The U.S. continues to lead the world in total and daily cases and in total deaths. New cases are now averaging just under 69,000 per day, an increase from just under 58,000 per day a week ago. Friday’s total of 81,417 new cases set a pandemic record for a single day. Saturday’s total of 79,453 is the second highest total of the pandemic. The U.S. remains 8th in the world in per capita cases (excluding countries with fewer than 1,000,000 in population) and 8th in deaths per capita.

Deaths in the U.S., which experienced over a month of relatively stable numbers, has now begun to increase. The current average for daily deaths in the U.S. is 818 per day, up from 725 a week earlier. The 1,224 deaths reported on Wednesday was the largest daily total since August 26. States now leading in deaths reflect the states which saw significant case numbers a month to six weeks ago. Yesterday’s highest death totals were Missouri (95), Texas (40), Tennessee (31), Massachusetts (25), and Illinois (24).

U.S. Daily Deaths 10.26.2020 (Source: Worldometers)

The increase in cases is both deep and wide, as I have stated in other articles, recently. The precipitous incline of cases can be illustrated by the number of states reporting multiple thousands and at least one thousand. Last week on the same day, I reported five states with multiple thousands of new cases for the day and sixteen with at least 1,000. This week those numbers are nine states with multiple thousands and half of all states — 25 — reporting at least 1,000 new cases. The top states reporting yesterday: Illinois (4,062), Wisconsin (3,626), Tennessee (3,500), Texas (3,387), Missouri (2,703), California (2,681), Florida (2,385), Ohio (2,301), and India (2,153). While eight southern states were over 1,000, the mid-western states, with the exceptions of Texas, Tennessee, and Florida, have begun to dominate the top of the list.

Politics is dominating most news reporting, but the virus refuses to leave the headlines even in that arena. On Thursday night in the nationally televised debates, the contrast between the two candidates was highlighted with President Trump stating that we’ve turned a corner and the virus is “going away,” while Vice President Biden warned of a “dark winter.” Also, while the previous week saw Kamala Harris campaign aides test positive, this week, five of Vice President Pence’s aides, including his chief of staff have tested positive. Dr. Fauci, meanwhile, said that if Americans are not going to wear masks voluntarily, it should be mandated.

Tennessee Daily Cases 10.26.2020 (Source:

State News:

For the weekend (Friday through Sunday), the state of Tennessee reported a total of 9,680 new cases. Last weekend the number was just over 5,900 cases for the same period. On Friday, the number was 3,606 new cases, a new pandemic record for the state. Yesterday’s 3,500 is the second highest of the pandemic. Prior to these two day, the record of 3,317 was set last Monday. Of the three days the number has crossed 3,000, three were in July and three were in the last seven days. The current seven-day average for cases is 2,692 per day.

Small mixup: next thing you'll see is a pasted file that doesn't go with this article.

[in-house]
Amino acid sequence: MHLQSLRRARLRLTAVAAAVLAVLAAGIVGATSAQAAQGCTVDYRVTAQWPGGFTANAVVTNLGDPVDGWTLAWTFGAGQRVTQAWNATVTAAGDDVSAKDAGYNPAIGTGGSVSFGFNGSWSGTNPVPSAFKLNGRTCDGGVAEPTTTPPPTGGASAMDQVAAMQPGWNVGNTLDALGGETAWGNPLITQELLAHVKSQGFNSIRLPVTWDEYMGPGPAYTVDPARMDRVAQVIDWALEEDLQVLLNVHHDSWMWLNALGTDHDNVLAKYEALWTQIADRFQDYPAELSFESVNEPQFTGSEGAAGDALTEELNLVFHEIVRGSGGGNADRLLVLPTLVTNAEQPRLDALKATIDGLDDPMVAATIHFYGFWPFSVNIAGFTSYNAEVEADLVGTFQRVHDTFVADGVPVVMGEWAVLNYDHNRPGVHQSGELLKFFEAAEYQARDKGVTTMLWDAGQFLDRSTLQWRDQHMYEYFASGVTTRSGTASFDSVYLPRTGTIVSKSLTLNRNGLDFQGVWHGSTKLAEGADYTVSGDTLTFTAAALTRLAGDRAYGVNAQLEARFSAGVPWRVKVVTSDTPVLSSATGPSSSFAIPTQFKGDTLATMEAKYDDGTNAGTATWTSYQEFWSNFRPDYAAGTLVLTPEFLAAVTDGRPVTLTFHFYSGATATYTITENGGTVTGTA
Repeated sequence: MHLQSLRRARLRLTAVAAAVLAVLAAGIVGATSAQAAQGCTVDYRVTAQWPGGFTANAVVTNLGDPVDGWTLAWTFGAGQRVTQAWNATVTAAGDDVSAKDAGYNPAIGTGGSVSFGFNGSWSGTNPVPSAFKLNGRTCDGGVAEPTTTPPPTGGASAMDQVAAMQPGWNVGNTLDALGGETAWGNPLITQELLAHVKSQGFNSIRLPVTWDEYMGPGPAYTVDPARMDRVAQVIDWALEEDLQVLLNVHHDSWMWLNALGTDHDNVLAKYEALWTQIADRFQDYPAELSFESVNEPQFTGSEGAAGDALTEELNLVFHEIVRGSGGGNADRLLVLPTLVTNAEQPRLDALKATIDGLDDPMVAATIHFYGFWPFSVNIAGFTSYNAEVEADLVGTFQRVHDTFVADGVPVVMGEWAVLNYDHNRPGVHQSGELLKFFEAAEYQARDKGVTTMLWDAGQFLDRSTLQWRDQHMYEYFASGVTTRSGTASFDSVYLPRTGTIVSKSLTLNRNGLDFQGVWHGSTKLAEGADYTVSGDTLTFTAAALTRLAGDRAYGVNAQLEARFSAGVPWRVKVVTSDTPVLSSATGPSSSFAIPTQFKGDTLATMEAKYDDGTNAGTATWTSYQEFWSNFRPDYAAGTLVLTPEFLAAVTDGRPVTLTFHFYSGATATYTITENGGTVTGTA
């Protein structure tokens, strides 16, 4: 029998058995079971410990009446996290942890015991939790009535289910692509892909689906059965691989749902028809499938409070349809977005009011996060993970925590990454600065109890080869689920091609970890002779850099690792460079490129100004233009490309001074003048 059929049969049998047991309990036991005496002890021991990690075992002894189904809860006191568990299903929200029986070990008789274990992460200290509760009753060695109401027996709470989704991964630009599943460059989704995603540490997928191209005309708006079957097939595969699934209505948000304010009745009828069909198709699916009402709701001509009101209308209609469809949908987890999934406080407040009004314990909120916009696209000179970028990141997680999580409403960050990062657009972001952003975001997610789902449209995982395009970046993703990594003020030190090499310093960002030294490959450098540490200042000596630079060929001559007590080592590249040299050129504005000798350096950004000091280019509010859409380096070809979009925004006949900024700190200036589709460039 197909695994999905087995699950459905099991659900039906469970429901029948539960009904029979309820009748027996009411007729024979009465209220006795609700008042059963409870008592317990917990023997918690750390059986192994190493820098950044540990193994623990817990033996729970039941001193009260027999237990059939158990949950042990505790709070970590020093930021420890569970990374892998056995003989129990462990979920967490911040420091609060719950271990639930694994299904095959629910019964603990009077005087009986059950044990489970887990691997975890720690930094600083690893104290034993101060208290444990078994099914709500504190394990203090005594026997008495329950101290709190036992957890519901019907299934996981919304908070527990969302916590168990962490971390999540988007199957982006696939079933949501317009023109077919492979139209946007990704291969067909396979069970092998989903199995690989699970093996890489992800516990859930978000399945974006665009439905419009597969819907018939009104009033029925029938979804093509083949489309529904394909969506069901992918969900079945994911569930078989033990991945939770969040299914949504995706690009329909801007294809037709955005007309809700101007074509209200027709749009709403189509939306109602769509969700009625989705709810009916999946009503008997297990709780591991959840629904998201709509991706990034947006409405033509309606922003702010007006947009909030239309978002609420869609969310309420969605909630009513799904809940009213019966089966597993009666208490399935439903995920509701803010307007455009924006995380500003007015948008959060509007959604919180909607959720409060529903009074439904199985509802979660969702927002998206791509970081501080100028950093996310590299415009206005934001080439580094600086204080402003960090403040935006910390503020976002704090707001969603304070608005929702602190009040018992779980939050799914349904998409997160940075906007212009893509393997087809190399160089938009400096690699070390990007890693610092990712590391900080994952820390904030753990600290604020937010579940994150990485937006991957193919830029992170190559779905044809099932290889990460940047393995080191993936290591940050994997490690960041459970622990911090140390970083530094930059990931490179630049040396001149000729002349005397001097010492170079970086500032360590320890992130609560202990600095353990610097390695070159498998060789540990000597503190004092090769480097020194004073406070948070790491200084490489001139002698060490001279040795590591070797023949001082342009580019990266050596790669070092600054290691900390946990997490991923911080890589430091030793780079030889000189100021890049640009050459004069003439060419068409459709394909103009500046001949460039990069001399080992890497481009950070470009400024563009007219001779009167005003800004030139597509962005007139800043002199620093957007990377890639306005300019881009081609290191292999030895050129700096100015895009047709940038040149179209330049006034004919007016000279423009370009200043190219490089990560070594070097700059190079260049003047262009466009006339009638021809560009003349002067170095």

As noted above, the number of cases reported for Tennessee yesterday was the third highest among the states for the day. The state has now reported 234,320 confirmed cases and 13,327 probable cases. The state ranks eighth in total cases among the states, 21st in total deaths and 11th in total tests. In per capita comparisons, the state ranks 7th in cases, 27th in deaths and 10th in testing.

The state set a new record for single-day deaths on Friday with 63. It broke the record set October 8. On Saturday reported deaths totaled 24, with 31 on Sunday. Deaths in the state are now averaging 32 for the last seven days. Death totals now sit at 3,131 for the duration of the pandemic.

Tennessee Daily Testing and Positive Test Result Rate 10.26.2020 (Source: Johns Hopkins University)

If there is a sliver of good news, it is that hospitalizations declined over the weekend. A portion of that (119) is likely due to deaths, but the decline was greater than the number of deaths. 15 Tennesseans were hospitalized with the virus yesterday, bringing the pandemic hospitalization total to 9,941 in the state. Current hospitalization numbers are 1,098 hospitalized, 344 in ICUs and 156 on ventilators. The numbers one week earlier were 1,188, 371 and 171 respectively.

As long-term readers would be able to guess, test numbers increased over the weekend. For Friday through yesterday, testing totals were roughly 42K, 26K, and 42K. For yesterday, the state reported an 8.63% positive test rate. Johns Hopkins reports the seven-day positive test average as 9.3%, near the highest it has ever reported for the state and the highest percentage since April.

Knox County Daily Cases 10.26.2020 (Source: Knox County Health Department)

Local News:

For the three days since the last report, the Knox County Health Department reported 191 new cases on Saturday, 122 on Sunday and 155 today. Saturday’s number was the third highest of the pandemic and the highest since September 15. There are now 12,670 confirmed cases and 608 probable cases.

11,710 people have recovered in the county and 1,417 remain ill. The number of active cases is the highest it has been since the second adjustment of how active cases were determined. Sunday’s reported number of 77 COVID-positive Knox County residents in the hospital is the highest reported since the beginning of the pandemic. The number dropped to 76 today and the cumulative number hospitalized at any point is now at 455.